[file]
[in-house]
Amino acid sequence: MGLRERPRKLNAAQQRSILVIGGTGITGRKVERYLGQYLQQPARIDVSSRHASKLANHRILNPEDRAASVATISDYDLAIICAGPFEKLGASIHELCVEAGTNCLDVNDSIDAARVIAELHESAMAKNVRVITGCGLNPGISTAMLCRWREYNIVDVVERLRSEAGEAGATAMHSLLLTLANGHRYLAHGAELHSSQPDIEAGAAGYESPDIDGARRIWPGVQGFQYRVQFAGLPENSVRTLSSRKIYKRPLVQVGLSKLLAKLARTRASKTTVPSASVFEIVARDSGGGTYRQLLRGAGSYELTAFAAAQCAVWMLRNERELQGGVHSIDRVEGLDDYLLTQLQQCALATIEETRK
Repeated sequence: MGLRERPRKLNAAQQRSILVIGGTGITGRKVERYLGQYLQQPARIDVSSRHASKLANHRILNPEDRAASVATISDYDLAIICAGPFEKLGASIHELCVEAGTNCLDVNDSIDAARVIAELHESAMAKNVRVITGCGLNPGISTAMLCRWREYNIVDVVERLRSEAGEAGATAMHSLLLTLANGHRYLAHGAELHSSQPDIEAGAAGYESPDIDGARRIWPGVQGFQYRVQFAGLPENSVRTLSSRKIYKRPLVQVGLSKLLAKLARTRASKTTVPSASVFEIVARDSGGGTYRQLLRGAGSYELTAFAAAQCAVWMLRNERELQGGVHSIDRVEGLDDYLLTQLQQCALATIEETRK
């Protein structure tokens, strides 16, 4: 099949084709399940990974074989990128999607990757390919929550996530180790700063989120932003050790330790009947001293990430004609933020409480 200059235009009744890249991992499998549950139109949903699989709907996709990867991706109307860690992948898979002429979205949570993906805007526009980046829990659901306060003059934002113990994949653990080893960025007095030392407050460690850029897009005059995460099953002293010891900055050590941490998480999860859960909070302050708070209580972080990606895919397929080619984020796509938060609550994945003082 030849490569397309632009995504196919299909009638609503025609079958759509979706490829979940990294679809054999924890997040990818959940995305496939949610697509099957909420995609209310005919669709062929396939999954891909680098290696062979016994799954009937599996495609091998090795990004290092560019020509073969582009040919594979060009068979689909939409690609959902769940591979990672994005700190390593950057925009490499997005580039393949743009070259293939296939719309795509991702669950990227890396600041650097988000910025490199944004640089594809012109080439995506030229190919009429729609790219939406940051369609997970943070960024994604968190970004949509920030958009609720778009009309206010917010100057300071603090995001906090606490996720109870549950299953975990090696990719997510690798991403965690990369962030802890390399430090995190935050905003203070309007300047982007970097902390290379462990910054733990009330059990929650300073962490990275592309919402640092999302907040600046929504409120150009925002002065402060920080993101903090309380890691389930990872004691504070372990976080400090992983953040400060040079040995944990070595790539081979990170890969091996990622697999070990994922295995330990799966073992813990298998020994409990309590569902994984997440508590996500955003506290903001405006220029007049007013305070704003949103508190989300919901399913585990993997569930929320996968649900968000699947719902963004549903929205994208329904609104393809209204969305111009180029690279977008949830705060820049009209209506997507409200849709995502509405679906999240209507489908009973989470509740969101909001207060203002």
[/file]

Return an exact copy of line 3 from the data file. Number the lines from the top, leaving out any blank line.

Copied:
Repeated sequence: MGLRERPRKLNAAQQRSILVIGGTGITGRKVERYLGQYLQQPARIDVSSRHASKLANHRILNPEDRAASVATISDYDLAIICAGPFEKLGASIHELCVEAGTNCLDVNDSIDAARVIAELHESAMAKNVRVITGCGLNPGISTAMLCRWREYNIVDVVERLRSEAGEAGATAMHSLLLTLANGHRYLAHGAELHSSQPDIEAGAAGYESPDIDGARRIWPGVQGFQYRVQFAGLPENSVRTLSSRKIYKRPLVQVGLSKLLAKLARTRASKTTVPSASVFEIVARDSGGGTYRQLLRGAGSYELTAFAAAQCAVWMLRNERELQGGVHSIDRVEGLDDYLLTQLQQCALATIEETRK